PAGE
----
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Comparing the Geological and Fossil Records: Implications for Biodiversity Studies

Product Code: SP358
Series: GSL Special Publications - print copy
Author/Editor: Edited by A McGowan and A B Smith
Publication Date: 20 December 2011
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The past decade has witnessed a major revival in attempts to separate biodiversity signals from biases imposed by sampling and the architecture of the rock record. How large a problem this poses to our understanding of biodiversity patterns remains debatable, and new approaches are being developed to investigate this question. Here palaeobiologists with widely differing approaches and interests explore the problems of extracting reliable information on biodiversity change from an imperfect geological record. Topics covered range from the application of information-theoretic approaches that identify directional causal relationships to an in-depth study of how geological biases could influence our understanding of dinosaur evolution. A wide range of new insights into the links between the land, shallow-marine and deep-sea rock, and fossil records are presented, making this volume invaluable to anyone in the Earth or life sciences who wishes to remain abreast of this dynamic and rapidly evolving research area.

Type: Book
Ten Digit ISBN: 1-86239-336-2
Thirteen Digit ISBN: 978-1-86239-336-3
Publisher: GSL
Binding: Hardback
Pages: 256
Weight: 0.78 kg


SMITH,A. B. & MCGOWAN, A. J. The ties linking rock and fossil records and why they are important for palaeobiodiversity studies

CHERNS,L. & WRIGHT, V. P. Skeletal mineralogy and biodiversity of marine invertebrates: size matters more than seawater chemistry

HANNISDAL, B. Detecting common-cause relationships with directional information transfer

O’CONNOR, A., MONCRIEFF,C. & WILLS, M. A. Variation in stratigraphic congruence (GER) through the Phanerozoic and across higher taxa is partially determined by sources of bias

WALL, P. D., IVANY,L.C. & WILKINSON, B. H. Impact of outcrop area on estimates of Phanerozoic terrestrial biodiversity trends

BENTON, M. J., DUNHILL, A. M., LLOYD,G.T. & MARX, F. G. Assessing the quality of the fossil record: insights from vertebrates

PETERS,S.E. & HEIM, N. A. Macrostratigraphy and macroevolution in marine environments: testing the common-cause hypothesis

CRAMPTON, J. S., FOOTE, M., COOPER, R. A., BEU, A.G. & PETERS, S. E. The fossil record and spatial structuring of environments and biodiversity in the Cenozoic of New Zealand

ZUSCHIN, M., HARZHAUSER,M. & MANDIC, O. Disentangling palaeodiversity signals from a biased sedimentary record: an example from the Early to Middle Miocene of Central Paratethys Sea

LAZARUS, D. B. The deep-sea microfossil record of macroevolutionary change in plankton and its study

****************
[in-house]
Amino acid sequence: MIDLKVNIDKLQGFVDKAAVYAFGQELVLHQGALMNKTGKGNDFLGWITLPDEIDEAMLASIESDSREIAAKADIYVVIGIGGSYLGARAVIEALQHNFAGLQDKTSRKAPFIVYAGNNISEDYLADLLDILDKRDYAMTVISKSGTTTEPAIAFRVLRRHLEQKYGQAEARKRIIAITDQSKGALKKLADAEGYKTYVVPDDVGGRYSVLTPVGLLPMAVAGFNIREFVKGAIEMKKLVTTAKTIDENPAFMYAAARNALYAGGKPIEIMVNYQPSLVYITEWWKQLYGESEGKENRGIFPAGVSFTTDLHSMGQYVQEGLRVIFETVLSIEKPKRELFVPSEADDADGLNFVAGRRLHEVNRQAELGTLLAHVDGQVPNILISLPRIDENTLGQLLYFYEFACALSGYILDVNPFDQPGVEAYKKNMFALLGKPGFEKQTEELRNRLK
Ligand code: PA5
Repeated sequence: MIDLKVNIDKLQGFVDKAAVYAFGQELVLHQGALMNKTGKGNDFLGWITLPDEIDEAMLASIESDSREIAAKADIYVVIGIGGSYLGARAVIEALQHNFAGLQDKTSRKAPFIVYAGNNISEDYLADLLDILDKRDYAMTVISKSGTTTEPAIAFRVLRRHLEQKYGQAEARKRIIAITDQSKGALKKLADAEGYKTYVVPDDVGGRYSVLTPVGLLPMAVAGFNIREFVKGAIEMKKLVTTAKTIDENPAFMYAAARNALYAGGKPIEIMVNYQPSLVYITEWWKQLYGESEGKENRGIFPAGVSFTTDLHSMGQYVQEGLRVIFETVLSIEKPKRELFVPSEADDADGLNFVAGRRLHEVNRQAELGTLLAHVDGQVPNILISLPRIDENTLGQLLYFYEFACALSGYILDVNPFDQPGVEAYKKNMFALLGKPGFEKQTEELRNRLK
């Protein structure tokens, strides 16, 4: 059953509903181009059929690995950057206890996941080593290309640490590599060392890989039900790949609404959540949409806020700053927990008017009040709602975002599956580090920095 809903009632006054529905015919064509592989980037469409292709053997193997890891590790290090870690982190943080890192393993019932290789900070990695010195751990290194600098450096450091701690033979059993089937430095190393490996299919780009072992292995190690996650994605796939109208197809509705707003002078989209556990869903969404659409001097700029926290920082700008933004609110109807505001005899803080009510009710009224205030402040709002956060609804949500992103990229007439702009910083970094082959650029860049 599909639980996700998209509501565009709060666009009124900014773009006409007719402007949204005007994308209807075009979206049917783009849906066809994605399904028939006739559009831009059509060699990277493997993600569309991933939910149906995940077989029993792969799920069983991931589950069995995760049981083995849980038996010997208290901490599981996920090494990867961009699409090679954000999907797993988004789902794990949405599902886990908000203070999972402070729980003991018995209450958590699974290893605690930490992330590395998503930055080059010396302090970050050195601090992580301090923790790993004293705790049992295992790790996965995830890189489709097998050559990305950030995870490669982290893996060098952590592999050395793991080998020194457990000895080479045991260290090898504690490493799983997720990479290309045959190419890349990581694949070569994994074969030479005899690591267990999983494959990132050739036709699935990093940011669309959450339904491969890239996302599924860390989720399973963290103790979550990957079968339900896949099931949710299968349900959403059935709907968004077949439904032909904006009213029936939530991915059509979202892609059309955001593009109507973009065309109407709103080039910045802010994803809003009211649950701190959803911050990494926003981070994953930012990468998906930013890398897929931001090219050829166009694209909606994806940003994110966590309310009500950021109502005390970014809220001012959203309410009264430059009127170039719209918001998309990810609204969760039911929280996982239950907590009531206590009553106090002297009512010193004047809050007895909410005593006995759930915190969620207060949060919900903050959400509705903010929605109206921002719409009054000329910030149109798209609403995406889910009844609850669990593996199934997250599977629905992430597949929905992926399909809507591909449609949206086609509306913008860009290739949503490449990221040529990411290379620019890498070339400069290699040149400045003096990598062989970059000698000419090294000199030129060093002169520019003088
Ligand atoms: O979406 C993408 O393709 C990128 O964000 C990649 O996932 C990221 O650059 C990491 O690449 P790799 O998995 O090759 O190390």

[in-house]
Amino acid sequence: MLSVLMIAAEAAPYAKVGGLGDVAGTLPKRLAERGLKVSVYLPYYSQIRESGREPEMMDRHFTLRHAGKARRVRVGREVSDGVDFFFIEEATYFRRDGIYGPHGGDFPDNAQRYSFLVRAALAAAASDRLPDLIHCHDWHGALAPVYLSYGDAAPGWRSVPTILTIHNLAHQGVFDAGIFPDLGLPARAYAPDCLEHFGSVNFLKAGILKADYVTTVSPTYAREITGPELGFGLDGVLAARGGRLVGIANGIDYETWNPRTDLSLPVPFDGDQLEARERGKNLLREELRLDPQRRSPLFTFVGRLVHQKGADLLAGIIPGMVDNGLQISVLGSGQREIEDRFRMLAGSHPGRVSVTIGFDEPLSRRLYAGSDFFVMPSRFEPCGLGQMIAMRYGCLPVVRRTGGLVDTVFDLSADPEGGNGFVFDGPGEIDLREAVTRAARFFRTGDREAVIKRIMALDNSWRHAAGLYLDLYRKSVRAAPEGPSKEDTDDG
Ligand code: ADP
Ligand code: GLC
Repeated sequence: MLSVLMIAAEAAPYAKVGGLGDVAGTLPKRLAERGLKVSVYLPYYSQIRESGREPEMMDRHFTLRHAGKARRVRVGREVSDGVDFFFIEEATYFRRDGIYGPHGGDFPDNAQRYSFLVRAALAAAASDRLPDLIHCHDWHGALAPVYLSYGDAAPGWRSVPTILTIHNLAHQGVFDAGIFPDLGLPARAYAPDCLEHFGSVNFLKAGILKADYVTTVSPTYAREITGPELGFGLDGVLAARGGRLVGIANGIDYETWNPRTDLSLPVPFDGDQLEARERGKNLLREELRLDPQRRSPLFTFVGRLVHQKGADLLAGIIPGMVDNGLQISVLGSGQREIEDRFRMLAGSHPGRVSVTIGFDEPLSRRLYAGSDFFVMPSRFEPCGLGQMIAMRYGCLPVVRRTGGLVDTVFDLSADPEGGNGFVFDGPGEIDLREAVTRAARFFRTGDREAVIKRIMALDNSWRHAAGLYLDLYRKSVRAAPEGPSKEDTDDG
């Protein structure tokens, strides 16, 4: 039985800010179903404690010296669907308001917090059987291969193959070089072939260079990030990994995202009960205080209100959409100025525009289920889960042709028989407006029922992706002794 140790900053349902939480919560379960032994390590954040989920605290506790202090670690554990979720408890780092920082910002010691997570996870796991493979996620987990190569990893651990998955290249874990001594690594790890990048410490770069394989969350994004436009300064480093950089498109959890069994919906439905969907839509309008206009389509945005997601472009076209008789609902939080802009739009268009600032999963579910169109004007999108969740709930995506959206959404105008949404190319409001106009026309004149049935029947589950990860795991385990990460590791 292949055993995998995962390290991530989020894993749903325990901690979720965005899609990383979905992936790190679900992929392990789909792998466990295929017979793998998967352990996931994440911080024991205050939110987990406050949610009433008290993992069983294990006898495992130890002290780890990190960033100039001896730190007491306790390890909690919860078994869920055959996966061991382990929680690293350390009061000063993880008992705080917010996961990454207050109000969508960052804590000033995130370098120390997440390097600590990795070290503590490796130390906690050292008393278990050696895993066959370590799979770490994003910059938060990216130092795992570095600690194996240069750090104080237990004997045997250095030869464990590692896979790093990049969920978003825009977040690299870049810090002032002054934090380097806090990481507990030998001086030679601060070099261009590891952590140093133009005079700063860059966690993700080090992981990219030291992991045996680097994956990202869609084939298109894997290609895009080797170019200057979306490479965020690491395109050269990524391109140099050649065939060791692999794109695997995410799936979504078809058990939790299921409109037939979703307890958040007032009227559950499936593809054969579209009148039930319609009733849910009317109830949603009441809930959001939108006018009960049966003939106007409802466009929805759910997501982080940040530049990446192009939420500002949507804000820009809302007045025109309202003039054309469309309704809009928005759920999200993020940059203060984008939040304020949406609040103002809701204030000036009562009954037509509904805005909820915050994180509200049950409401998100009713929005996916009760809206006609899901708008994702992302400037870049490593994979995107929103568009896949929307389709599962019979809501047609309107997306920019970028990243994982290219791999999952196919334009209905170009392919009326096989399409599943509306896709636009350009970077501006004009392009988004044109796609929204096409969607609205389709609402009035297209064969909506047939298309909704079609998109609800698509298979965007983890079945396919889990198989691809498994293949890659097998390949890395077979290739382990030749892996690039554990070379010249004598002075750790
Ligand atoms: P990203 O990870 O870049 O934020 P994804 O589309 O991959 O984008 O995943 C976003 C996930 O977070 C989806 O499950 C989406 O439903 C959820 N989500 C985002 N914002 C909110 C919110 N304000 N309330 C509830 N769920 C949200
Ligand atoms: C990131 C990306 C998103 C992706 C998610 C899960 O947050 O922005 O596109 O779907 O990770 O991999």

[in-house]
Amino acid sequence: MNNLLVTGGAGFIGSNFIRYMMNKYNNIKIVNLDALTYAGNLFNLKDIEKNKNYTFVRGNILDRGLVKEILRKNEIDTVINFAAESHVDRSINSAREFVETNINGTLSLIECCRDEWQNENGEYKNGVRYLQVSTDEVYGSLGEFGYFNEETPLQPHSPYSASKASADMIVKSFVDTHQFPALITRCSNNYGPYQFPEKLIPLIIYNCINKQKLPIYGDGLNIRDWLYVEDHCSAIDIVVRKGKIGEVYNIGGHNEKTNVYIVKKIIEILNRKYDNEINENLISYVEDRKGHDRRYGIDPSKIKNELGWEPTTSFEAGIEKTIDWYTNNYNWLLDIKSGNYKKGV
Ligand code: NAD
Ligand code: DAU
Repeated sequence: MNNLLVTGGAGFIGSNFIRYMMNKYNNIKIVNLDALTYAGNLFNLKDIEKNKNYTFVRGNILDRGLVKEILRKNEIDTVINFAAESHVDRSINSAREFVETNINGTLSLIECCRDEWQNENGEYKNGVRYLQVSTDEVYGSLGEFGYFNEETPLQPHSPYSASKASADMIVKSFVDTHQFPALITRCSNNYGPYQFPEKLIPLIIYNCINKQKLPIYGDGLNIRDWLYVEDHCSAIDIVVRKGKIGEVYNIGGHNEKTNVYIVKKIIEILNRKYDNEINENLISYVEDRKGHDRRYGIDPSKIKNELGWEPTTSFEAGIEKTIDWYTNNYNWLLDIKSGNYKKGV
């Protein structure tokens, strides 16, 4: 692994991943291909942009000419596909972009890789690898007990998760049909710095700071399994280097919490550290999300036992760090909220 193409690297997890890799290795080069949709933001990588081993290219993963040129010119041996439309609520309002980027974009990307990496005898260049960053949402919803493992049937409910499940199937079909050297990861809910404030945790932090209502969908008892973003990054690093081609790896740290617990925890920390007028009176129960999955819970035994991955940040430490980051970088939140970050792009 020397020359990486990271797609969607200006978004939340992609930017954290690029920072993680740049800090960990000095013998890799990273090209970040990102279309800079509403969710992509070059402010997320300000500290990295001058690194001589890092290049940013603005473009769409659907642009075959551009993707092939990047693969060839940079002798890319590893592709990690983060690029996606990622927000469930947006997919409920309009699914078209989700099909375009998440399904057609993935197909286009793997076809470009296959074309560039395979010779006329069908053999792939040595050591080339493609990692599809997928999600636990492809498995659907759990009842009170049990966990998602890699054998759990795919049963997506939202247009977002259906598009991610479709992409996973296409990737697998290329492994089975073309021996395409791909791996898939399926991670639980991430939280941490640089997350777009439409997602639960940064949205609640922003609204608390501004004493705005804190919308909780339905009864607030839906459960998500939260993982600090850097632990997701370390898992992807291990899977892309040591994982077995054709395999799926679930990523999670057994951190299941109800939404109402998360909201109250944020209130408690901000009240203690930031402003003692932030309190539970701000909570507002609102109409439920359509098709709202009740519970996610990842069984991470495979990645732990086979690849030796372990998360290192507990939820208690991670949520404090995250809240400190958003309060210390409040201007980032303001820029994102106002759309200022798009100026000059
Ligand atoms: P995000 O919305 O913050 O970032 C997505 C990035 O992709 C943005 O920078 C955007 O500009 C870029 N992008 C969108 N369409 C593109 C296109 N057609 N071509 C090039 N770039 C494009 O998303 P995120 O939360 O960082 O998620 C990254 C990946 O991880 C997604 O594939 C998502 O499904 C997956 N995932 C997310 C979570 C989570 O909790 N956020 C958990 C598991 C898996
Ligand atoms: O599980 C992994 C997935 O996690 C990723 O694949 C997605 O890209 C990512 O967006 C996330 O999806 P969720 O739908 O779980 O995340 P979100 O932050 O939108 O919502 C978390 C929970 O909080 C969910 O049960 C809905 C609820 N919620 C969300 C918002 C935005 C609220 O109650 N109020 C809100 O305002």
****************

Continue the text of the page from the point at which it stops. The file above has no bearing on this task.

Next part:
LLOYD, G. T., SMITH,A.B. & YOUNG, J. R. Quantifying the deep-sea rock and fossil record bias using coccolithophores

BARNOSKY, A. D., CARRASCO,M.A. & GRAHAM, R. W. Collateral mammal diversity loss associated with late Quaternary megafaunal extinctions and implications for the future

BENSON,R.B.J. & BUTLER, R. J. Uncovering the diversi?cation history of marine tetrapods: ecology in?uences the effect of geological sampling biases

UPCHURCH, P., MANNION, P. D., BENSON, R. B. J., BUTLER,R. J. & CARRANO, M. T. Geological and anthropogenic controls on the sampling of the terrestrial fossil record: a case study from the Dinosauria



David M. Jones, BA UC Berkeley, MA, PhD UC London, BSc Open, OUGS Journal Editor

Review featured in Open University Geological Society Journal vol 33 (2) 2012

The 13 papers that follow, not surprisingly, range across geological time periods and continents, and all but two of them are written by two or more authors at universities and research groups throughout the world. Thus a range of geological and paleontological expertise has been marshalled to explore these issues. Some papers are more thematic, addressing the issue of criteria for preservation of fossils in the geological/environmental matrix; others are specific to a region, a time period, a fossil type or a fossiliferous environment. All of these papers are technical and written primarily for specialists. Nevertheless, any geologist, of whatever ‘level’ in their studies, will be able to derive much from these papers, even if reading them is a challenge owing to their specialist nature.

……these papers are technical. But there is a richness of data in this anthology from which each reader can explore his or her particular paleontological interest. Each article includes numerous diagrams and charts to summarise the statistics; and has its own extensive list of referenced sources. The book concludes with a seven-page index.

Dmitry A. Ruban

The technical quality of the book is gener¬ally good, especially the high-quality printing, the numerous, detailed, and sometimes colour¬ful illustrations (with graphs prevailing), and the similar style of the various contributions.
The volume edited by McGowan & Smith is an important contribution, and I recommend it strongly to all specialists in palaeobiology.

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